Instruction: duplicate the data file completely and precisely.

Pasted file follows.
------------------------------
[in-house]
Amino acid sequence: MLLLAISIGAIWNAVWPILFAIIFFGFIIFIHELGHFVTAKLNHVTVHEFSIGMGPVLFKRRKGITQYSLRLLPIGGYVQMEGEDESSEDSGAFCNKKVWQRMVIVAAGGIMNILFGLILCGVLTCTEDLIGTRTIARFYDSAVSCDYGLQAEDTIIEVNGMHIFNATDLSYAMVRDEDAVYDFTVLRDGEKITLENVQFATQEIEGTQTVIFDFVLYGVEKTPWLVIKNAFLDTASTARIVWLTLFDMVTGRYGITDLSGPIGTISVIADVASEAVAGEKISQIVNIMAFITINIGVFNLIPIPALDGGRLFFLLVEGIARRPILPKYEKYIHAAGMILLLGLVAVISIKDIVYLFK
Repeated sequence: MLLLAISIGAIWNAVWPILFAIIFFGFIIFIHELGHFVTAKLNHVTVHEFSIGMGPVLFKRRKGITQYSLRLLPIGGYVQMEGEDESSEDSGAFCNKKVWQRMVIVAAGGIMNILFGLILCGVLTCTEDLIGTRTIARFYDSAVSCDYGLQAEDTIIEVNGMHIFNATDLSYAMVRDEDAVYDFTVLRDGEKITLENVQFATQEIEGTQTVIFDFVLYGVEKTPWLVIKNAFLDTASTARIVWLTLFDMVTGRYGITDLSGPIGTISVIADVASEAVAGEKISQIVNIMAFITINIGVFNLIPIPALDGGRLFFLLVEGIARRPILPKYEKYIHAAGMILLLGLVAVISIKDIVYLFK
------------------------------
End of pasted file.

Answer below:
[in-house]
Amino acid sequence: MLLLAISIGAIWNAVWPILFAIIFFGFIIFIHELGHFVTAKLNHVTVHEFSIGMGPVLFKRRKGITQYSLRLLPIGGYVQMEGEDESSEDSGAFCNKKVWQRMVIVAAGGIMNILFGLILCGVLTCTEDLIGTRTIARFYDSAVSCDYGLQAEDTIIEVNGMHIFNATDLSYAMVRDEDAVYDFTVLRDGEKITLENVQFATQEIEGTQTVIFDFVLYGVEKTPWLVIKNAFLDTASTARIVWLTLFDMVTGRYGITDLSGPIGTISVIADVASEAVAGEKISQIVNIMAFITINIGVFNLIPIPALDGGRLFFLLVEGIARRPILPKYEKYIHAAGMILLLGLVAVISIKDIVYLFK
Repeated sequence: MLLLAISIGAIWNAVWPILFAIIFFGFIIFIHELGHFVTAKLNHVTVHEFSIGMGPVLFKRRKGITQYSLRLLPIGGYVQMEGEDESSEDSGAFCNKKVWQRMVIVAAGGIMNILFGLILCGVLTCTEDLIGTRTIARFYDSAVSCDYGLQAEDTIIEVNGMHIFNATDLSYAMVRDEDAVYDFTVLRDGEKITLENVQFATQEIEGTQTVIFDFVLYGVEKTPWLVIKNAFLDTASTARIVWLTLFDMVTGRYGITDLSGPIGTISVIADVASEAVAGEKISQIVNIMAFITINIGVFNLIPIPALDGGRLFFLLVEGIARRPILPKYEKYIHAAGMILLLGLVAVISIKDIVYLFK